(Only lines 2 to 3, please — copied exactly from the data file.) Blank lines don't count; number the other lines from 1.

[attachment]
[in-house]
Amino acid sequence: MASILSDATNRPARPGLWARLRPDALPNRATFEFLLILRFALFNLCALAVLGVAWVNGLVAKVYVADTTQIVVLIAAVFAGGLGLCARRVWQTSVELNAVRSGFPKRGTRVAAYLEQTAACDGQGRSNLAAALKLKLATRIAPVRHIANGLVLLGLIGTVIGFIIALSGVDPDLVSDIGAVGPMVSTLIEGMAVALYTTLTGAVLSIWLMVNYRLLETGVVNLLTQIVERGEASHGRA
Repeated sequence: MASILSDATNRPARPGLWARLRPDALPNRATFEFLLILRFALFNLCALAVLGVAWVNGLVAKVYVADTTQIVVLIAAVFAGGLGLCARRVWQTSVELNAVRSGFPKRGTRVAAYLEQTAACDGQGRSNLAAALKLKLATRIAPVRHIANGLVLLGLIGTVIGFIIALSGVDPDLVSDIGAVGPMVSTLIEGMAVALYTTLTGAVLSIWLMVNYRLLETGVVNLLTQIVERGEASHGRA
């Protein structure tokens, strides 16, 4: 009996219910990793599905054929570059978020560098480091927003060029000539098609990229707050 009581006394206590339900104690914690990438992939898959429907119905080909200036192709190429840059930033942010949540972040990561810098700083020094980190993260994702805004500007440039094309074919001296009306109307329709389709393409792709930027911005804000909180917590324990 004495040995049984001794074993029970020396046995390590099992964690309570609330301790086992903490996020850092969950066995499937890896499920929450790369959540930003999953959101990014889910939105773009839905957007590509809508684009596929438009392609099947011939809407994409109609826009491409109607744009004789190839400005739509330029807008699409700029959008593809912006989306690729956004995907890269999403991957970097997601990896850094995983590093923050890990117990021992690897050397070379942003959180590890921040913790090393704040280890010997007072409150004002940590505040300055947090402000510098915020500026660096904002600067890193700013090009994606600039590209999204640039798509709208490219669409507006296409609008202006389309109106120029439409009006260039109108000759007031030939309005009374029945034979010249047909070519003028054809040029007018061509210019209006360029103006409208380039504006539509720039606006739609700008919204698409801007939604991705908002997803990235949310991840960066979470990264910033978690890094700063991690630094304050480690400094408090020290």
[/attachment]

Amino acid sequence: MASILSDATNRPARPGLWARLRPDALPNRATFEFLLILRFALFNLCALAVLGVAWVNGLVAKVYVADTTQIVVLIAAVFAGGLGLCARRVWQTSVELNAVRSGFPKRGTRVAAYLEQTAACDGQGRSNLAAALKLKLATRIAPVRHIANGLVLLGLIGTVIGFIIALSGVDPDLVSDIGAVGPMVSTLIEGMAVALYTTLTGAVLSIWLMVNYRLLETGVVNLLTQIVERGEASHGRA
Repeated sequence: MASILSDATNRPARPGLWARLRPDALPNRATFEFLLILRFALFNLCALAVLGVAWVNGLVAKVYVADTTQIVVLIAAVFAGGLGLCARRVWQTSVELNAVRSGFPKRGTRVAAYLEQTAACDGQGRSNLAAALKLKLATRIAPVRHIANGLVLLGLIGTVIGFIIALSGVDPDLVSDIGAVGPMVSTLIEGMAVALYTTLTGAVLSIWLMVNYRLLETGVVNLLTQIVERGEASHGRA